Accidents happen: Sneaky invasive species

05 March 2019

Interview with

Sebastian Schornack, University of Cambridge


Two ash trees in a park


Many scientific papers have drawn connections between invasive alien species and the extinction of native species, in particular vertebrates. Invasive alien species are listed as one of the drivers for biodiversity loss. But how do invasive species get into a new place? Katie Haylor spoke with Sebastian Schornack, who is a researcher at the Sainsbury Laboratory at the University of Cambridge where he’s researching the causes and the consequences of the introduction of tiny organisms.

Katie - Now, many scientific papers have drawn connections between invasive alien species and the extinction of native species, in particular vertebrates. Invasive alien species are listed as one of the drivers for biodiversity loss. But how do invasive species get into a new place in the first instance? Sebastian Schornack is a researcher at the Sainsbury Laboratory at the University of Cambridge where he's researching the causes and consequences of introducing tiny organisms which can cause disease. Hello, and welcome to the show, Sebastian!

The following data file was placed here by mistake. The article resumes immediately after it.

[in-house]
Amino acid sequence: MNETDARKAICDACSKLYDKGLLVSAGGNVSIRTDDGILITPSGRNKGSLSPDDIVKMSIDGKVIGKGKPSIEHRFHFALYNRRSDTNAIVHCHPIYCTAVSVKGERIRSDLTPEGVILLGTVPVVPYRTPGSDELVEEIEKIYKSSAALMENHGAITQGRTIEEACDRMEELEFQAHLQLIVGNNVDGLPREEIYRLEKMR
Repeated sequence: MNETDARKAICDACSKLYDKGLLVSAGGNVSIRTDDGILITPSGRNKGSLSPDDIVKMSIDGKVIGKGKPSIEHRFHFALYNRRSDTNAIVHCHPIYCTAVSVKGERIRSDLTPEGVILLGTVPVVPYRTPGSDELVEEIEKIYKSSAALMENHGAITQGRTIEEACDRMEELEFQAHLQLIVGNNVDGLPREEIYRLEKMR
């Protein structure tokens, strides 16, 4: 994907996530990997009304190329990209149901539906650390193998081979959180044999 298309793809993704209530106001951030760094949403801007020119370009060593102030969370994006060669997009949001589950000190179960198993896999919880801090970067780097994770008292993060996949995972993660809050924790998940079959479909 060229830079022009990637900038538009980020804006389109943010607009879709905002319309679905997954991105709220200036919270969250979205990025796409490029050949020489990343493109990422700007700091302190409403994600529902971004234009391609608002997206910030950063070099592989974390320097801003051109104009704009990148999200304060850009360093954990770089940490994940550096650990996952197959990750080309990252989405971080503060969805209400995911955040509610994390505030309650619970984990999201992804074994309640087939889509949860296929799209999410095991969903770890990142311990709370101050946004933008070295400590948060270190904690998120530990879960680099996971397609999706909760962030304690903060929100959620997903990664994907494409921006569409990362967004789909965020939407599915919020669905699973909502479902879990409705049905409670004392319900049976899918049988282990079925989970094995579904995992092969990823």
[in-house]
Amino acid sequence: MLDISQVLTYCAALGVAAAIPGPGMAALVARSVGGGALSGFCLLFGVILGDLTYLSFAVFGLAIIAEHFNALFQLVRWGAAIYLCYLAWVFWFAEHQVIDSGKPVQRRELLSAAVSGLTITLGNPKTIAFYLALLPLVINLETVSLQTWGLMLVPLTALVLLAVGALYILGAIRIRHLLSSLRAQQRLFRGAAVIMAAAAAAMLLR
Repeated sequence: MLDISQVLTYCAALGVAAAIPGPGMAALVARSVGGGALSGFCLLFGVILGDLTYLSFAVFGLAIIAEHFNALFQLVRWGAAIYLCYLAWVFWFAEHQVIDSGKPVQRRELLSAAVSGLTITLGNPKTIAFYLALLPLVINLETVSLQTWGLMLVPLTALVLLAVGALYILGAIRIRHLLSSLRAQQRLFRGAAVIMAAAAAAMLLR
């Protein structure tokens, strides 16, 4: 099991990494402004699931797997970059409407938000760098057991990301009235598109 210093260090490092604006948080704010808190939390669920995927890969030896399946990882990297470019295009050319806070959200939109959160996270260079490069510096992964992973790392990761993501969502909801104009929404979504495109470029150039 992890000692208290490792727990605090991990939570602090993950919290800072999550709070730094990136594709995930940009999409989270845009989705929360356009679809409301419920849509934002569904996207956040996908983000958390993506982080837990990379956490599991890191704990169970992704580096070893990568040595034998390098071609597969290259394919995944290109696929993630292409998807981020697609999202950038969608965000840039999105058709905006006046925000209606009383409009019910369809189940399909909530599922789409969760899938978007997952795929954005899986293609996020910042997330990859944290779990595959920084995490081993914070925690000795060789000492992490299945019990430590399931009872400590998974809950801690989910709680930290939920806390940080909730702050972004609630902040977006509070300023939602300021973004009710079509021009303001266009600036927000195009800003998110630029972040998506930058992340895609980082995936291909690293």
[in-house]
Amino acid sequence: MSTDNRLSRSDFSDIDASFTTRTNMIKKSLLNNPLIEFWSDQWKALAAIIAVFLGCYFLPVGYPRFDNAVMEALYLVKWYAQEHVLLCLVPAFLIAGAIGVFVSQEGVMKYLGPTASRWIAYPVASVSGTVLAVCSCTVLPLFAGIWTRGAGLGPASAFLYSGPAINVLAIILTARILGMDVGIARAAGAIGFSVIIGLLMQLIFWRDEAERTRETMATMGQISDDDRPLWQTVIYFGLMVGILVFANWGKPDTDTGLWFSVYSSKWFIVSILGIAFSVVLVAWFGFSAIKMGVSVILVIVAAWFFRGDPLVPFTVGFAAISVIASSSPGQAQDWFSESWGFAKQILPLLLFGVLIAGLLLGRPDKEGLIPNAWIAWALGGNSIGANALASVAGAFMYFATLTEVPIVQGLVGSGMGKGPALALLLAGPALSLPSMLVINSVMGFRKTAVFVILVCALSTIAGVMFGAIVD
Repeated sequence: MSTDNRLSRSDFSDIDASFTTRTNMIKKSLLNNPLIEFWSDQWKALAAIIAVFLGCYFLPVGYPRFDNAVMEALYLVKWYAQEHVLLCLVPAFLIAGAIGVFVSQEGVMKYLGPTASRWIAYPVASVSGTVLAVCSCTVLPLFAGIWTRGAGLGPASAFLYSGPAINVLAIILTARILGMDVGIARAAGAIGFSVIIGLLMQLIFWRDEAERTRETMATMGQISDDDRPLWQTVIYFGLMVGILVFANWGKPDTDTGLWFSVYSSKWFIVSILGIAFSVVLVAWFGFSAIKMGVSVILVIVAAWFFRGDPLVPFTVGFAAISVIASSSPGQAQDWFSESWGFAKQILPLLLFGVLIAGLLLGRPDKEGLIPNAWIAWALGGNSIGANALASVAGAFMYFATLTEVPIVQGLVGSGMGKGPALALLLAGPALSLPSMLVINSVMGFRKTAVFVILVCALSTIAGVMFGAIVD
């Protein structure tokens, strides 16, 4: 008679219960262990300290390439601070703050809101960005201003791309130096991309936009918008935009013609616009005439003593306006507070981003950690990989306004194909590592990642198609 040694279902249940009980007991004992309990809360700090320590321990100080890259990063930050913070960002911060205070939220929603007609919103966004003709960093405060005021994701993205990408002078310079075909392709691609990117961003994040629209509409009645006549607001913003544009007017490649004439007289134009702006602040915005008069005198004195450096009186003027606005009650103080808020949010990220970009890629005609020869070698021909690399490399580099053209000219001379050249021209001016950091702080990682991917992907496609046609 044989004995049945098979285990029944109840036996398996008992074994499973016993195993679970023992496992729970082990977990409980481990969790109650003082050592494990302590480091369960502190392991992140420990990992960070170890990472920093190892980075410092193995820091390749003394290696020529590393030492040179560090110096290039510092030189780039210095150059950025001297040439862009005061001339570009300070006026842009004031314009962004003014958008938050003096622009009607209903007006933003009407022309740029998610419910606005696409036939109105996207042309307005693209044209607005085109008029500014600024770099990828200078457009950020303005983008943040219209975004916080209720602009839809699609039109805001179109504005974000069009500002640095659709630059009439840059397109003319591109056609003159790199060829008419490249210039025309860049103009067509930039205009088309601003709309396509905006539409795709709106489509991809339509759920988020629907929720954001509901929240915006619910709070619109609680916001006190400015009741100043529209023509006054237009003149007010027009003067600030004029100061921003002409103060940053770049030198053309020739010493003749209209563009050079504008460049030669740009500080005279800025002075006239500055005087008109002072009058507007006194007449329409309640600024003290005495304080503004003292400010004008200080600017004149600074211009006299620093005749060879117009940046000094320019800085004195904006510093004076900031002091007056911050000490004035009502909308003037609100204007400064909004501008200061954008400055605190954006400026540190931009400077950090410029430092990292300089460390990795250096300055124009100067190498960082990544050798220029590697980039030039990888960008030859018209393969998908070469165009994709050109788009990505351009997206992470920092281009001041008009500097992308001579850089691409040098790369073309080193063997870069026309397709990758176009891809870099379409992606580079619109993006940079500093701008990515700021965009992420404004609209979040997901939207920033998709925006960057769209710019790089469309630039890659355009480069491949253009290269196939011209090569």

Sebastian - Hello. Nice to be here.

Katie - So, first of all, how do invasive species actually invade? How do they get into a new place?

Sebastian - Well that depends pretty much on the species. The one that we are studying, which is a Phytophthora species, a fungus-like organism, actually lives in the soil and infects plants mostly in the roots; and so with plant material and infected soil you can drag around the species all over the world.

Katie - Ah, so is it humans moving it around that's the issue?

Sebastian - Yeah, mostly passively. They are not aware of it, but they drag it with them.

Katie - Okay. So it is things like, if you tread on some soil, it gets on your boots, you get on a plane and then we go on from there...

Sebastian - Yeah. Or when you when you have trade, for example, when you ship seedlings or young plants from country to country, with it comes some soil, and in that so there can be some pathogens.

Katie - Okay. What makes these new places more vulnerable, then, to these invasive species?